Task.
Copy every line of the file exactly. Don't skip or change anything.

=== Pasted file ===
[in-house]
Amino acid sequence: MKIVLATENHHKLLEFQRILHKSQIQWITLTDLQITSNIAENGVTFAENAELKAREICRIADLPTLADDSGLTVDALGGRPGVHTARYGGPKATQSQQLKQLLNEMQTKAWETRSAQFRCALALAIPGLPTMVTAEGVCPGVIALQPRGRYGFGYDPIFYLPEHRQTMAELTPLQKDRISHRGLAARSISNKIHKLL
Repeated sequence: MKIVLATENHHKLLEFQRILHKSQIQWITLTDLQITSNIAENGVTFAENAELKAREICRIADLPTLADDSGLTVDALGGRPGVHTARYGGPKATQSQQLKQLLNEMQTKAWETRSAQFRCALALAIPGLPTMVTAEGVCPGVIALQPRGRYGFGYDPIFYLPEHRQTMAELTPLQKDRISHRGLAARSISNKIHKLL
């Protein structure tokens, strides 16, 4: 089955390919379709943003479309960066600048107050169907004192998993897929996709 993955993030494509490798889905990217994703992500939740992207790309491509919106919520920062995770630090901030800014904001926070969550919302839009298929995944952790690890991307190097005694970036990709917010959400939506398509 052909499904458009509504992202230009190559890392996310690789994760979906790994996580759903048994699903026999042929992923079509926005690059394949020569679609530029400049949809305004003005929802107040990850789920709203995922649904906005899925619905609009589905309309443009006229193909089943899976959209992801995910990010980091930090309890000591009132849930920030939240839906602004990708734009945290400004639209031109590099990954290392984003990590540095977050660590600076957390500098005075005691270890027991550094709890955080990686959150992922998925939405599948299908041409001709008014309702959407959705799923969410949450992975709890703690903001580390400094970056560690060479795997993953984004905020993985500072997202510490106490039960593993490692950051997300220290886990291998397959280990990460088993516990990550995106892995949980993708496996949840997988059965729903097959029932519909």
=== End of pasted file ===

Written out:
[in-house]
Amino acid sequence: MKIVLATENHHKLLEFQRILHKSQIQWITLTDLQITSNIAENGVTFAENAELKAREICRIADLPTLADDSGLTVDALGGRPGVHTARYGGPKATQSQQLKQLLNEMQTKAWETRSAQFRCALALAIPGLPTMVTAEGVCPGVIALQPRGRYGFGYDPIFYLPEHRQTMAELTPLQKDRISHRGLAARSISNKIHKLL
Repeated sequence: MKIVLATENHHKLLEFQRILHKSQIQWITLTDLQITSNIAENGVTFAENAELKAREICRIADLPTLADDSGLTVDALGGRPGVHTARYGGPKATQSQQLKQLLNEMQTKAWETRSAQFRCALALAIPGLPTMVTAEGVCPGVIALQPRGRYGFGYDPIFYLPEHRQTMAELTPLQKDRISHRGLAARSISNKIHKLL
């Protein structure tokens, strides 16, 4: 089955390919379709943003479309960066600048107050169907004192998993897929996709 993955993030494509490798889905990217994703992500939740992207790309491509919106919520920062995770630090901030800014904001926070969550919302839009298929995944952790690890991307190097005694970036990709917010959400939506398509 052909499904458009509504992202230009190559890392996310690789994760979906790994996580759903048994699903026999042929992923079509926005690059394949020569679609530029400049949809305004003005929802107040990850789920709203995922649904906005899925619905609009589905309309443009006229193909089943899976959209992801995910990010980091930090309890000591009132849930920030939240839906602004990708734009945290400004639209031109590099990954290392984003990590540095977050660590600076957390500098005075005691270890027991550094709890955080990686959150992922998925939405599948299908041409001709008014309702959407959705799923969410949450992975709890703690903001580390400094970056560690060479795997993953984004905020993985500072997202510490106490039960593993490692950051997300220290886990291998397959280990990460088993516990990550995106892995949980993708496996949840997988059965729903097959029932519909």